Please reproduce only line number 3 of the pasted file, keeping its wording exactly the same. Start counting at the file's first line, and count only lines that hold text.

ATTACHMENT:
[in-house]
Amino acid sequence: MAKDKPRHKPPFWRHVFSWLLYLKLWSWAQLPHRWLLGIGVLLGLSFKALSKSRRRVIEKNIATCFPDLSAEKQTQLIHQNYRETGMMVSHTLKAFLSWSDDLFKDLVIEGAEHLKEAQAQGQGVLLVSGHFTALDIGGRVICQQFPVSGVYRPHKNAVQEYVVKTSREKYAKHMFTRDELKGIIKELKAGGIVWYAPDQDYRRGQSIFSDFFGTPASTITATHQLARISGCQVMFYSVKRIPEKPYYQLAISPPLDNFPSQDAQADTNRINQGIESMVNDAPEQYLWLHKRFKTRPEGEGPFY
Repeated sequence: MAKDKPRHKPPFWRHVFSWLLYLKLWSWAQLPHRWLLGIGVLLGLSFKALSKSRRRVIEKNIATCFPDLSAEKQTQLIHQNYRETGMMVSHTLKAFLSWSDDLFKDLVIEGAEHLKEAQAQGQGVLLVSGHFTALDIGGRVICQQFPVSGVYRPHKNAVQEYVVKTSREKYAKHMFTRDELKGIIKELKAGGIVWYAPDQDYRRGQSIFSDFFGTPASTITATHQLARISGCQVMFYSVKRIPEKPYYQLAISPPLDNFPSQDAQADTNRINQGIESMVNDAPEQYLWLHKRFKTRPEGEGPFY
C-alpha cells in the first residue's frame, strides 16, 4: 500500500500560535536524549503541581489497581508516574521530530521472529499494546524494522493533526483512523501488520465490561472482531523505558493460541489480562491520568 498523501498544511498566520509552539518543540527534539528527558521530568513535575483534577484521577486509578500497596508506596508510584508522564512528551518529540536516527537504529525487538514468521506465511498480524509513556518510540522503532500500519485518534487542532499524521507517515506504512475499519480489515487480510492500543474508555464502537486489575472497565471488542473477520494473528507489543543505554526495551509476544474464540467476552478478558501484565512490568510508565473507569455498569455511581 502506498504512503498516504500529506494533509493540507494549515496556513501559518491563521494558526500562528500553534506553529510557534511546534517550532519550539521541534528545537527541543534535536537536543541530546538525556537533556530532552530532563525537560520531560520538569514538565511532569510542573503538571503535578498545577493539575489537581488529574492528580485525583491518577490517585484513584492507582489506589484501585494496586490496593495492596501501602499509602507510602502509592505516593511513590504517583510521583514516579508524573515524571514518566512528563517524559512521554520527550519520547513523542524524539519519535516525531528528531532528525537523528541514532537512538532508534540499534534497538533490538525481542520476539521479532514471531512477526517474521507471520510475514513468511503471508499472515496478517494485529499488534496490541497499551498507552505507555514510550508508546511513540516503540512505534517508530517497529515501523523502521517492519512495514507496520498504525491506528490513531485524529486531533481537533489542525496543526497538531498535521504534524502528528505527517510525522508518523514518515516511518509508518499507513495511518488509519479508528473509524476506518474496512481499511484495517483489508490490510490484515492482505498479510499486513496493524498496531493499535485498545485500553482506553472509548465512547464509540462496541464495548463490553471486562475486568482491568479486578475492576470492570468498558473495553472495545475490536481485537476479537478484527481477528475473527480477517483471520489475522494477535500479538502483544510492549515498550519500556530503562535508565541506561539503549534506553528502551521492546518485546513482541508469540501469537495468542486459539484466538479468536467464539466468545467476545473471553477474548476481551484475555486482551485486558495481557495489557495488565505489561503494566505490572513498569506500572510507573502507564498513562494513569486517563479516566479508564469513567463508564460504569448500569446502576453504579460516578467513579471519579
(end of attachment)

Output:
Repeated sequence: MAKDKPRHKPPFWRHVFSWLLYLKLWSWAQLPHRWLLGIGVLLGLSFKALSKSRRRVIEKNIATCFPDLSAEKQTQLIHQNYRETGMMVSHTLKAFLSWSDDLFKDLVIEGAEHLKEAQAQGQGVLLVSGHFTALDIGGRVICQQFPVSGVYRPHKNAVQEYVVKTSREKYAKHMFTRDELKGIIKELKAGGIVWYAPDQDYRRGQSIFSDFFGTPASTITATHQLARISGCQVMFYSVKRIPEKPYYQLAISPPLDNFPSQDAQADTNRINQGIESMVNDAPEQYLWLHKRFKTRPEGEGPFY